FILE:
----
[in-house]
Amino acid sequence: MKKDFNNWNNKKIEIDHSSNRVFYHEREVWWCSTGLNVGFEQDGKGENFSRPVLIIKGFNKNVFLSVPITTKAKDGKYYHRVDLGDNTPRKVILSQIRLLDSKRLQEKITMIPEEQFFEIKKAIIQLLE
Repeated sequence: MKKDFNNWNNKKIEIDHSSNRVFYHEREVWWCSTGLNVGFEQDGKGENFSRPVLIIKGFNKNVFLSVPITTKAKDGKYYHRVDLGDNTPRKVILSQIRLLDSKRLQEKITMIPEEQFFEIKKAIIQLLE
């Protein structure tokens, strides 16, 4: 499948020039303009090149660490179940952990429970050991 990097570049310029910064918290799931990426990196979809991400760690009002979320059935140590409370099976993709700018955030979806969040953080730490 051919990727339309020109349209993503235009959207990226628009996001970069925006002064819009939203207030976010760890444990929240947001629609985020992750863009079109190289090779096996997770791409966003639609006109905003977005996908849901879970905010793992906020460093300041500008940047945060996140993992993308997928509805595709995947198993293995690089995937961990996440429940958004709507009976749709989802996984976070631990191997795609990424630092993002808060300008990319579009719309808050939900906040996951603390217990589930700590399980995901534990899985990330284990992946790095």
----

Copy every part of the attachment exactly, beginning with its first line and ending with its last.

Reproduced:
[in-house]
Amino acid sequence: MKKDFNNWNNKKIEIDHSSNRVFYHEREVWWCSTGLNVGFEQDGKGENFSRPVLIIKGFNKNVFLSVPITTKAKDGKYYHRVDLGDNTPRKVILSQIRLLDSKRLQEKITMIPEEQFFEIKKAIIQLLE
Repeated sequence: MKKDFNNWNNKKIEIDHSSNRVFYHEREVWWCSTGLNVGFEQDGKGENFSRPVLIIKGFNKNVFLSVPITTKAKDGKYYHRVDLGDNTPRKVILSQIRLLDSKRLQEKITMIPEEQFFEIKKAIIQLLE
């Protein structure tokens, strides 16, 4: 499948020039303009090149660490179940952990429970050991 990097570049310029910064918290799931990426990196979809991400760690009002979320059935140590409370099976993709700018955030979806969040953080730490 051919990727339309020109349209993503235009959207990226628009996001970069925006002064819009939203207030976010760890444990929240947001629609985020992750863009079109190289090779096996997770791409966003639609006109905003977005996908849901879970905010793992906020460093300041500008940047945060996140993992993308997928509805595709995947198993293995690089995937961990996440429940958004709507009976749709989802996984976070631990191997795609990424630092993002808060300008990319579009719309808050939900906040996951603390217990589930700590399980995901534990899985990330284990992946790095």